Monday, January 10, 2022

Poupelle of Chimney Town

I was kind of excited to catch up with this one, as I remembered seeing a trailer or images when it ran as part of Fantasia but never managed to get screener access, and it's been so long that I more or less just recognized the name when it popped up as playing locally this week. Thus, I was a bit surprised when the trailers in front of it were mostly for kid stuff, and the movie was pitched a lot younger than a lot of the anime which plays theaters is. Of course, I maybe should have noticed it via the scheduling, with the last show of the day (subtitled) being at 9pm.

Ah, well; it's not like I have much trouble watching stuff for kids, especially when it's done as relatively well as this one, which doesn't talk down to kids and seldom looks cheap. Made for a fairly empty theater, though - I don't think I was the only person there all the way through - I heard laughter behind me at a couple points - but I think they were folks theater-hopping or staff on a break or something.

The film is, if nothing else, a great-looking movie that doesn't waste much time. My nieces have probably outgrown it, but it's probably a pretty good time for kids a few years younger.

Eiga Entotsumachi no Puperu (Poupelle of Chimney Town)

* * * (out of four)
Seen 7 January 2022 in AMC Boston Common #9 (first-run, subtitled DCP)

Poupelle of Chimney Town leads off with the sort of sequences that most movies use at the climax, which maybe sets unfair expectations for how exciting the next 90 minutes will be. It doesn't quite coast on that opening, but maybe switches to a lower gear until the actual finale, which may get some viewers antsy. On the other hand, this movie is mostly for kids, and there's something ro be said for grabbing a young audience's attention rather than making them wait and then keeping a steady pace.

That opening scene involves a crystal streaking from a smoke-filled sky into a smoke-shrouded city, then taking the shape of a human heart and drawing the garbage from a the landfill in which it landed to form a more-or-less humanoid shape. That being (voices of Mastaka Kubota in Japanese and Tony Hale in English) stumbles into this "Town of Night" on Halloween, where everyone is impressed by the "costume" until turning on him. He almost winds up burned in a furnace, but 10-year-old chimney sweep Lubicchi (voices of Mana Ashida/Antonio Raul Corbo) rescues him and names him "Poupelle". They become friends, but beings as unusual as Poupelle are viewed with suspicion in the most open-minded times and places, and this town has had no contact with the outside world for 250 years, with the smoke from its chimneys so omnipresent that stars have become a myth - one that the Inquisitors don't want spreading.

Director Yusuke Hirota and writer Akihiro Nishino (adapting his own picture book) clearly know the value of a good hook, because they grab their viewers' attention immediately, with the first leg of their movie a roller-coaster ride through its setting, doing an impressive job of making sure that the audience sees what they need to but also allowing things to suddenly seem almost normal when they slow down. What they offer is a steampunk world that by and large resists the temptation to be drab and suffocating despite being defined by its belching smokestacks, instead positing that the people who live there would fill it with color. Everything in this self-contained city is recycled and refined, the new built upon the old without reducing the place to a layered-slum aesthetic. Visually, the film sometimes seems more French than Japanese in its design, drawing on everything from storybooks to side-scrolling video games. It wants its audience to Look At This and gives them a reason to do so.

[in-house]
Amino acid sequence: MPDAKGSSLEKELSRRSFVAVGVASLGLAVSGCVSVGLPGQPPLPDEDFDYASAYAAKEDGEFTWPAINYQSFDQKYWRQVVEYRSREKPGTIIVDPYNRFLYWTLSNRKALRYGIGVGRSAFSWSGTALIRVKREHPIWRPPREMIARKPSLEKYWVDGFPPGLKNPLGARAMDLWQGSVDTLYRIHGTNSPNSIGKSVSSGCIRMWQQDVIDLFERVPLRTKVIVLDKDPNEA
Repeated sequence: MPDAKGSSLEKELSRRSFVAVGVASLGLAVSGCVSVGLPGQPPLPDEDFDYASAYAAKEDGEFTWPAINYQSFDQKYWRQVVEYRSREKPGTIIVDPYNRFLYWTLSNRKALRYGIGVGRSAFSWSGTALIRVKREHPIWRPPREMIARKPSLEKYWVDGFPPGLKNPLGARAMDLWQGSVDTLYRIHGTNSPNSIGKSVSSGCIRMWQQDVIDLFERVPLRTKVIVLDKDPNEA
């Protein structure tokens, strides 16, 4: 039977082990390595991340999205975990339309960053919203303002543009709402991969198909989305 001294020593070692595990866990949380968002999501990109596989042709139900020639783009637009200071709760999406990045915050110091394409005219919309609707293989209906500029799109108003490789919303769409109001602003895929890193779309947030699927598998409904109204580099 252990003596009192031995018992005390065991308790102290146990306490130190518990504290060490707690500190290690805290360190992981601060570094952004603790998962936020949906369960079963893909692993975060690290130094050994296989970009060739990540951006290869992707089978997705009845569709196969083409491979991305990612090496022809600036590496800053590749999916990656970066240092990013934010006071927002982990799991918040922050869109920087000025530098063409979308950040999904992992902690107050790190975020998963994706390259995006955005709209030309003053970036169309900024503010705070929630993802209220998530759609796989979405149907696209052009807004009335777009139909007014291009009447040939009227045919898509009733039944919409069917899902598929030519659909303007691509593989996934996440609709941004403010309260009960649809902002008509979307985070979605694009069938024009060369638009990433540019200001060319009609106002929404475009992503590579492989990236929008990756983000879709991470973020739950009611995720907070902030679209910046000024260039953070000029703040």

It pulls back a little once it has immersed its audience enough for them to have the measure of the place, going for a specific vibe rather than a story, focusing on Lubicchi as a kid who has had to take on a lot of responsibility since the disappearance of his father Bruno (voices of Shinosuke Tatekawa/Stephen Root), what with mother Lola (voices of Eiko Koike/Misty Lee) not really able to work with her serious asthma. Poupelle is the sort of companion he didn't really know he needed, also neither quite child nor adult, and there's pleasure in watching them just understand each other while the story inches forward in small ways. There's charm in the Japanese voice performances (I cannot vouch for the English ones), and designs that mesh without the two being mirrors.

Unlike a lot of Japanese animation that makes it to North American theaters, Poupelle is squarely aimed at kids, albeit with moments of melancholy and an odd digression on economic theory by way of backstory (although, oddly, no discussion of how 250 years of burning carbon might be bad and certainly wouldn't hide this city). It's got occasional songs that are pretty on the nose, although the mix of Japanese and English lyrics makes them oddly catchy. The story is straightforward, but almost never slows down to the point where a bright kid will feel patronized, and Hirota and Nishino don't seem to suffer much from the American impulse to wink at the parents or come off as cool, trusting that a good kids' movie well-made won't be a chore to sit through. They're smart enough to keep the grown-up stuff around the edges rather than go down a rabbit hole.

Poupelle of Chimney Town is a straightforward kid-friendly adventure given all the gloss that production house Studio 4°C can give it. The eye-popping scenery and zippy animation are impressive enough that older viewers who go for that sort of thing will likely enjoy watching it at least once.

Full review at eFilmCritic

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